I feel like it would be more correct to merely assert that cults and academia share a common ancestor
posted by prize bull octorok at 9:24 AM on November 5, 2018 [20 favorites]


And likewise in my experience the only way to really “leave the cult” on an individual basis is by doing something that can get you enough money or social status to opt out of participation in all overt power hierarchies. In my case I managed to leave the game by writing a few highly respected novels; I think the tech industry might be a more plausible escape route for most people today.

Unfortunately, in most cases the only way to take the individual path out of the oppressive hierarchies that rule our world is across the battered backs of your fellow human beings. Which is not a particularly morally sound way to travel. Even more unfortunately, our dominant hierarchies are very good at suppressing or subverting any collective escape from the world they’ve made for us.
posted by Reclusive Novelist Thomas Pynchon at 9:25 AM on November 5, 2018 [22 favorites]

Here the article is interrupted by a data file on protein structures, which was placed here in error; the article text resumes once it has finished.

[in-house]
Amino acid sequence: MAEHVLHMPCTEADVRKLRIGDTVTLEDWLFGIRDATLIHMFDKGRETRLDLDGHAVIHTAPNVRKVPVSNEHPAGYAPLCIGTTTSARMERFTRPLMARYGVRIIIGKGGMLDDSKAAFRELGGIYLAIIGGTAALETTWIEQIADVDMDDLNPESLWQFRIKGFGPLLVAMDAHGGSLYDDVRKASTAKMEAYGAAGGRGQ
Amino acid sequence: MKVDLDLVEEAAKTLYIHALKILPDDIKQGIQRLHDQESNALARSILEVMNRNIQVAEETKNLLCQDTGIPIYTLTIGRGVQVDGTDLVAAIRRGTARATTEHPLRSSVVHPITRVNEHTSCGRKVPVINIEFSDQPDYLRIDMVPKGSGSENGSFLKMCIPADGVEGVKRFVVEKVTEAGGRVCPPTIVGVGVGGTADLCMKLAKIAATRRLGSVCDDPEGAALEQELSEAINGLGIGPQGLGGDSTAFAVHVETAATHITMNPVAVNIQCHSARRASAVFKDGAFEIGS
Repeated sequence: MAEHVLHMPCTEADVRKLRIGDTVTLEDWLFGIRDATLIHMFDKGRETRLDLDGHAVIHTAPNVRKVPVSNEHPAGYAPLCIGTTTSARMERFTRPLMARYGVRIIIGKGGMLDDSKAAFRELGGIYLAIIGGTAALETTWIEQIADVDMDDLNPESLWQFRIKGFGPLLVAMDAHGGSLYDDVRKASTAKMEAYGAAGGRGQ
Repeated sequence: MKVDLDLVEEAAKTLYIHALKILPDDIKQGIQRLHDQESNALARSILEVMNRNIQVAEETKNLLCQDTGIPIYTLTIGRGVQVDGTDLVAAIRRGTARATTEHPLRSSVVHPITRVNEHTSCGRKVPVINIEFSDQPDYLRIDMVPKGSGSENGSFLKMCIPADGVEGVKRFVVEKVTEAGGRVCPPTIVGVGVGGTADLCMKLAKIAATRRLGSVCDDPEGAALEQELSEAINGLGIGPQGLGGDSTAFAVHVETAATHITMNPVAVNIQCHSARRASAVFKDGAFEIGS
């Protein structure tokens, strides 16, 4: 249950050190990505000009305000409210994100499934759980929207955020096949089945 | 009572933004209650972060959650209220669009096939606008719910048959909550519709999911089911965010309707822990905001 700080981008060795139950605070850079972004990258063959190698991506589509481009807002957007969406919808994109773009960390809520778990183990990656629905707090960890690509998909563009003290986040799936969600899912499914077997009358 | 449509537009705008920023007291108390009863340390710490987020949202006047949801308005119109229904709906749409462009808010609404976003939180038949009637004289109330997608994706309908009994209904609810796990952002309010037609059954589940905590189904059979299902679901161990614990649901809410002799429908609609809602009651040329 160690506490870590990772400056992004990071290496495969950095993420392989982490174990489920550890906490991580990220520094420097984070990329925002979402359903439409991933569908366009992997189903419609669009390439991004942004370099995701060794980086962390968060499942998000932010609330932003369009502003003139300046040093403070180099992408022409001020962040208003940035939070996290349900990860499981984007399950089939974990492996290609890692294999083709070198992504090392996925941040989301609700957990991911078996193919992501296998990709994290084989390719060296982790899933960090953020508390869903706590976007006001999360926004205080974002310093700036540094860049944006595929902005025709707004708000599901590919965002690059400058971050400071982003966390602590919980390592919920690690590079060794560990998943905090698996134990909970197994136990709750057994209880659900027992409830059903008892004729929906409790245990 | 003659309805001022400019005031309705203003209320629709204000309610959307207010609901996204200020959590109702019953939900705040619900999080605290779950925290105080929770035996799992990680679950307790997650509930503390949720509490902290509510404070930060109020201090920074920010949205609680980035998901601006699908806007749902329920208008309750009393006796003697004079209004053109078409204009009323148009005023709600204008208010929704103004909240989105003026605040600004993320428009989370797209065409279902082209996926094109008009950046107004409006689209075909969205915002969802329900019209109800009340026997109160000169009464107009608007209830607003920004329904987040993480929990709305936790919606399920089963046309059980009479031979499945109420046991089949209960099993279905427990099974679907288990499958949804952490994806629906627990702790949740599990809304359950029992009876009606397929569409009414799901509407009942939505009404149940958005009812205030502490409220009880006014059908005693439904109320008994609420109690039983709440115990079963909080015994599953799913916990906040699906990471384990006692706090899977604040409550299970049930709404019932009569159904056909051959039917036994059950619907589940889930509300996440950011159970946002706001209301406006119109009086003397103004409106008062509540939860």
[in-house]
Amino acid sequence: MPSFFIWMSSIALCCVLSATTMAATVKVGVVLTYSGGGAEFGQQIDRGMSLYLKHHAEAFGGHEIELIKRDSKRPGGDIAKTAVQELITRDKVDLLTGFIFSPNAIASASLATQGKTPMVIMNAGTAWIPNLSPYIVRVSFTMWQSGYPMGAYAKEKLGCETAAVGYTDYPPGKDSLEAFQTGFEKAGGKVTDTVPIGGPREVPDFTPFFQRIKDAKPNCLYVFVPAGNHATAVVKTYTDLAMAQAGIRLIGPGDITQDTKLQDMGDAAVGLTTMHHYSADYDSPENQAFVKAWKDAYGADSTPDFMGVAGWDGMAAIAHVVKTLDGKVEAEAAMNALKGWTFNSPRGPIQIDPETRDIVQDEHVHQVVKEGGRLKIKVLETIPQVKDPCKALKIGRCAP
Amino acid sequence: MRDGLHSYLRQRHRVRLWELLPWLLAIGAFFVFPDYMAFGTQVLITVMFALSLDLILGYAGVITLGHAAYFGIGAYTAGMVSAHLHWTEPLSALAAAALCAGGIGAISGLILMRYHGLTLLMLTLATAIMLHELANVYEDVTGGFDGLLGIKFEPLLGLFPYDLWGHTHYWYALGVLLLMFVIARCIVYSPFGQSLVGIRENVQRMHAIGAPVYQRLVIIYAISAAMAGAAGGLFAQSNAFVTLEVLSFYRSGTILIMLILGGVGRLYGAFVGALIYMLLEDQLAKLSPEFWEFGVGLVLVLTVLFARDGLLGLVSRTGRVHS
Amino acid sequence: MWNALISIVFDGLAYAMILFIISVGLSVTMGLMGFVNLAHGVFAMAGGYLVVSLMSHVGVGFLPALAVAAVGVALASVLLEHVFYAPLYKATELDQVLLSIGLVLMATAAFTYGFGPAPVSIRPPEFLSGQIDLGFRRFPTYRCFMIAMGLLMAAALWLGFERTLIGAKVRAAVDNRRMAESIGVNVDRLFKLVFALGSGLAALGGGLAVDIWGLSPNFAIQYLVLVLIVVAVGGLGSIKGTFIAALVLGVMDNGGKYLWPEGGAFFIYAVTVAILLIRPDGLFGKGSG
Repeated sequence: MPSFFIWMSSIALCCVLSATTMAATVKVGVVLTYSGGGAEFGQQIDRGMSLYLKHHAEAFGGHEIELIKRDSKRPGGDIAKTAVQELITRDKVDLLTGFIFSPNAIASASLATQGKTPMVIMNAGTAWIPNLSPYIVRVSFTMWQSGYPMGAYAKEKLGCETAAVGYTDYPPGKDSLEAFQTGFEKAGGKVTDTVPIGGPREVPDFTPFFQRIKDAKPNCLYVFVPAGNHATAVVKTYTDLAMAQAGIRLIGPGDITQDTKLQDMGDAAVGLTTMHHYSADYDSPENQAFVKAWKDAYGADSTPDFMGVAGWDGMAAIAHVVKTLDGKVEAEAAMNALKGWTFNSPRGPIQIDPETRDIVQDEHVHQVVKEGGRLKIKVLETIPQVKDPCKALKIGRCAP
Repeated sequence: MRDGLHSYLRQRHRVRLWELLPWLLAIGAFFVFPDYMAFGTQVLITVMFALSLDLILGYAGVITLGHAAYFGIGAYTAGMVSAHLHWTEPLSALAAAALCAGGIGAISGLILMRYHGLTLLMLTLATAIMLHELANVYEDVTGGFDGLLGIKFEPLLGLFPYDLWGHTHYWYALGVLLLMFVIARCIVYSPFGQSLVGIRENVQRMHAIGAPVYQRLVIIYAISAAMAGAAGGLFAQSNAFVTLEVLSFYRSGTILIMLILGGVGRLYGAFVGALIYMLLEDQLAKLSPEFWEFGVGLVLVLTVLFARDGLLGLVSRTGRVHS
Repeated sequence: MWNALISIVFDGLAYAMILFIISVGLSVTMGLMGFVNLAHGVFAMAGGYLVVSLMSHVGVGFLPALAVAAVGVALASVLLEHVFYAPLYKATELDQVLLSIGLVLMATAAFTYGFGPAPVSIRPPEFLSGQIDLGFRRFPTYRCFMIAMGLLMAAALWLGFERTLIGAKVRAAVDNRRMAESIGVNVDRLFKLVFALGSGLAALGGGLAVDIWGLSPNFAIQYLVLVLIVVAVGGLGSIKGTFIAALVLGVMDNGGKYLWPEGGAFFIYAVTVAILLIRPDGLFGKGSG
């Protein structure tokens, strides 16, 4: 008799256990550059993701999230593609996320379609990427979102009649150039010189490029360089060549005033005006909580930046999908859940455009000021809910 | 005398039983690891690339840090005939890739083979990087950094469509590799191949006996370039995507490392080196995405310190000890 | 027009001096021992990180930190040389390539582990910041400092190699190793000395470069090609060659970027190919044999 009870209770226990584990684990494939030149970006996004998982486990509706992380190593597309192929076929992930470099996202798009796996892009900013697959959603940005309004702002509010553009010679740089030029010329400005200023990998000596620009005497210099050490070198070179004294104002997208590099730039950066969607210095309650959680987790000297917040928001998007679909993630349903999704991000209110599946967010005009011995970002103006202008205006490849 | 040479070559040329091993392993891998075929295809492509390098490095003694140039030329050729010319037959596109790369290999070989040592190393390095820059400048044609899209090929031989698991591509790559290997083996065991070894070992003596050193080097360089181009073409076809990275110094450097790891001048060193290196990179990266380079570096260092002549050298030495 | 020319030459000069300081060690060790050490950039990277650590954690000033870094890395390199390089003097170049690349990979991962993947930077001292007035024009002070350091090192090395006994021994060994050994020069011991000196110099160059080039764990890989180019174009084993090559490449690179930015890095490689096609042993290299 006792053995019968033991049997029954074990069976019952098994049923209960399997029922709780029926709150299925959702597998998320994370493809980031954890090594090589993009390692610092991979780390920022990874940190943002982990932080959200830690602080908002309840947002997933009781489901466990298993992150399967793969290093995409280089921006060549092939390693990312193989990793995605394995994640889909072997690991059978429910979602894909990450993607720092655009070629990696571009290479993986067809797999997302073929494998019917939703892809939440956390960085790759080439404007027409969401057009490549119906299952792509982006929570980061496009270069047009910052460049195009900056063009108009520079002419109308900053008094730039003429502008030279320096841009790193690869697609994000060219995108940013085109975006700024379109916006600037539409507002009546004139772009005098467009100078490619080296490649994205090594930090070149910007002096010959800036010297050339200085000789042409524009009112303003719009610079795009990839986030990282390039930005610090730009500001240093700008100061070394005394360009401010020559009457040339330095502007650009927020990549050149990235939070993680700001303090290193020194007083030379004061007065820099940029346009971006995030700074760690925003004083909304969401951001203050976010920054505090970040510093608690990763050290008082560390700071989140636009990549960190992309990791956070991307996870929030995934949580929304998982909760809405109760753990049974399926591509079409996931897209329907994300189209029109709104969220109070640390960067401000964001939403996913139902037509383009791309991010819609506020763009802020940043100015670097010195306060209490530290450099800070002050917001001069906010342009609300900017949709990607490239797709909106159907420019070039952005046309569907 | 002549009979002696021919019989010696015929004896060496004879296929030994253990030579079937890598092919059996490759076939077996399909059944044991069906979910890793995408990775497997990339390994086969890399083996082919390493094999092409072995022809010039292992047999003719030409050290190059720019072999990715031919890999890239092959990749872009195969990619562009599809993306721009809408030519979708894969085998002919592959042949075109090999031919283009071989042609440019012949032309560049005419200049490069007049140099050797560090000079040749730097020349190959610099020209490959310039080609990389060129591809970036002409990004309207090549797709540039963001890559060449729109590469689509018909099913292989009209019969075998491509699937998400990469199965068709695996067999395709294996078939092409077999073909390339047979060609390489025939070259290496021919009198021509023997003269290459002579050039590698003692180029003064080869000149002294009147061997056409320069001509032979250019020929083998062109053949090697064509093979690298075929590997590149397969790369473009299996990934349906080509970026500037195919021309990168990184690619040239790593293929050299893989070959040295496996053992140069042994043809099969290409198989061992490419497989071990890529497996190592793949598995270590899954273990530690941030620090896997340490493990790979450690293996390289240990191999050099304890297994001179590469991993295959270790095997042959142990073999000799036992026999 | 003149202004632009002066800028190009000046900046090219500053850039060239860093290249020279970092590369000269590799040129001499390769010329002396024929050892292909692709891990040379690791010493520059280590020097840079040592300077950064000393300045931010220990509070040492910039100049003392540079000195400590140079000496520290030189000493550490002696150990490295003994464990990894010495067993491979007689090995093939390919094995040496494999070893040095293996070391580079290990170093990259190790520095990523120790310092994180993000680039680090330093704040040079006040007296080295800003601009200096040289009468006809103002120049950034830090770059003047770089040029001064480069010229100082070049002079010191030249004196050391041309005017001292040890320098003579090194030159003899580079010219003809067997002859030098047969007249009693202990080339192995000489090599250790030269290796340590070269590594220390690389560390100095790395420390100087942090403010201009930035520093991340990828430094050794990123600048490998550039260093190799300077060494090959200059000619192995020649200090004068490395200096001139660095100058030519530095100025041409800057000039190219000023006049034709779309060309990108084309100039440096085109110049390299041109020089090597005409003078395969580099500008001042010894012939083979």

> I feel like it would be more correct to merely assert that cults and academia share a common ancestor.

It’s not by chance that so many of the job titles for people in the academic hierarchy resemble the job titles of people in the church hierarchy...
posted by Reclusive Novelist Thomas Pynchon at 9:26 AM on November 5, 2018 [7 favorites]


Yeah, I can see it. Kind of a cross between a cult and a MLM-style pyramid scheme, really. Glad I got out when I did, wish I'd gotten out sooner.
posted by Anticipation Of A New Lover's Arrival, The at 9:28 AM on November 5, 2018 [2 favorites]


Boy oh boy, this article does not describe my experiences in academia *at all*. It's possible I'm lucky, or oblivious. It's also possible that academia is not a monolith, and this person's experiences, while awful, are not the norm.